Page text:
On June 16, 1960, Alfred Hitchcock‘s legendary movie Psycho had its world premiere at the DeMille Theatre in New York City. Here are five crazy facts you probably didn't know about Alfred Hitchcock's "Psycho"...
The Shower Scene Was Supposed to Be Silent The shrieking music that will forever accompany Janet Leigh's screams in the shower weren't supposed to be there originally. Hitchcock wanted the scene to be silent except for screams and the stabbing sound (made by stabbing a melon -- and they actually tested stabbing melons until they found the one that had the right sound). However, the film's composer came up with a score anyway, and Hitchcock liked it so much that not only did he use it, but he also doubled the salary for the composer.
Major Media Outlets Spoiled the Movie's End Before the Film Was Released And you thought Game of Thrones spoilers discussed after the show ended were bad. Imagine if you had taken every step possible to hide the outcome of your upcoming film only to have major papers spoil everything six months before the film's release! This happened with Psycho — in January 1960, the Hollywood Reporter managed to give away the ending, and five months later, Variety followed suit. All this despite Hitchcock banning reporters, using fake film names, and swearing the cast and crew to secrecy.
Norman Bates of Psycho Shares a Common Origin With Other Murder/Slasher Films The movie script for Psycho was based on the novel by Robert Bloch, but the character of Norman Bates was not a complete work of fiction. Bates was based partially on Ed Gein, who confessed to two murders but was suspected of many more, not the least because his house was filled with items like clothes made from human skin. (Bloch later said in an interview that it was more the idea that this gruesome killer could be a neighbor with no one knowing any better that inspired Norman Bates.) Gein was also the influence for the killers in The Texas Chainsaw Massacre and Silence of the Lambs.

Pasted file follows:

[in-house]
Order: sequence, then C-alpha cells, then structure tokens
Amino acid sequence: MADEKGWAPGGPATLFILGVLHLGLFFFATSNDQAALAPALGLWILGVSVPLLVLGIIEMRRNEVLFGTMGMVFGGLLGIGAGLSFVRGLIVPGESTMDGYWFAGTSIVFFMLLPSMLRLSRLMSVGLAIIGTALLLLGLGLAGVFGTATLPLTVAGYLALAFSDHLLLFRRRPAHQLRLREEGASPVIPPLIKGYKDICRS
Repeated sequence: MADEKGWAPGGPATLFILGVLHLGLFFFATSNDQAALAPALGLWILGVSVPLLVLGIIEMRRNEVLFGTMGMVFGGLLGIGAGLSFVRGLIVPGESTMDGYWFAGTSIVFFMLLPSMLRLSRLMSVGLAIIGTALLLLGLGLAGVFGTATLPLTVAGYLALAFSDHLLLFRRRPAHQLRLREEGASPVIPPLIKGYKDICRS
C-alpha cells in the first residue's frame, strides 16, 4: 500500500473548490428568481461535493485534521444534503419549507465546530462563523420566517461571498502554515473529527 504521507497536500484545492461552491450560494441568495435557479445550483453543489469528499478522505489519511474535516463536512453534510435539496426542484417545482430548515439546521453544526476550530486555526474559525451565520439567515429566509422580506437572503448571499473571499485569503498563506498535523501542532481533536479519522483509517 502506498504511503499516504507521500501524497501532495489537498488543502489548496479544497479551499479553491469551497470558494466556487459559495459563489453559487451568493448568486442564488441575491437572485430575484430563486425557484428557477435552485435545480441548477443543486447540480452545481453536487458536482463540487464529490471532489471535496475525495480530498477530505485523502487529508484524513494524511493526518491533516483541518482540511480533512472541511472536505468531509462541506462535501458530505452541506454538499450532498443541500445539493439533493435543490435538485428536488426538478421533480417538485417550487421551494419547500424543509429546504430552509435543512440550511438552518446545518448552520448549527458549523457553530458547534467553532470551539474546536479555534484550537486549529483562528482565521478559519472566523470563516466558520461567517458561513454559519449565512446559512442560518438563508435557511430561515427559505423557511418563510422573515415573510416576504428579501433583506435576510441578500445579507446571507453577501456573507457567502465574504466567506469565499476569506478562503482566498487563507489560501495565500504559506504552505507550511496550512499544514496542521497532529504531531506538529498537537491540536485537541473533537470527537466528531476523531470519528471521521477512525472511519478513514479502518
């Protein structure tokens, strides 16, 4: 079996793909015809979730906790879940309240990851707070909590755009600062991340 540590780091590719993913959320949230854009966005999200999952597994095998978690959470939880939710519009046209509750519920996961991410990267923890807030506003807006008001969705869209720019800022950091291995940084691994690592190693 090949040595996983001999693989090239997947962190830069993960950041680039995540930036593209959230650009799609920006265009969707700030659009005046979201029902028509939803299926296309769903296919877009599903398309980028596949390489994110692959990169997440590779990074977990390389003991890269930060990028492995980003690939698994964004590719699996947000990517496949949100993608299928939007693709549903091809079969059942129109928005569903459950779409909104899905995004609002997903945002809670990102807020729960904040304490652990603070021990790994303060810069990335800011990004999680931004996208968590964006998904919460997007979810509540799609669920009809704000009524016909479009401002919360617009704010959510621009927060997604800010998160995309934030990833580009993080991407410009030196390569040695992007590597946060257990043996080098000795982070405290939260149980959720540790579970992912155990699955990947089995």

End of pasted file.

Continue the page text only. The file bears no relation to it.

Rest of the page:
Are You Always on Time for a Movie? Thank Alfred Hitchcock and Psycho Because the key murder in the film takes place fairly quickly, Hitchcock knew that anyone arriving very late would end up asking about Janet Leigh and why they didn't see her in the film. To prevent this, he demanded that theaters not let people in after the film started. That sounds pretty normal now, but back then, it was normal to show up at whatever time and just keep watching. Hitchcock's requirement that everyone be seated before the film began changed how people treated filmgoing.
Psycho's Use of Black-and-White Film Was a Key Part of the Film's Existence Hitchcock filmed Psycho in black and white for two reasons. One, the film was cheaper to use; while color was prevalent by 1960, it was still more expensive, and Hitchcock needed to lower costs. But the really important reason was that, by making the film and thus the shower scene black and white, the blood in the shower wouldn't be bright red -- and that was a crucial part of getting the film past censors. The scene was already extremely violent for its time (and it remains one of the most violent movie murders), and putting it in color would have made the censors bin the film.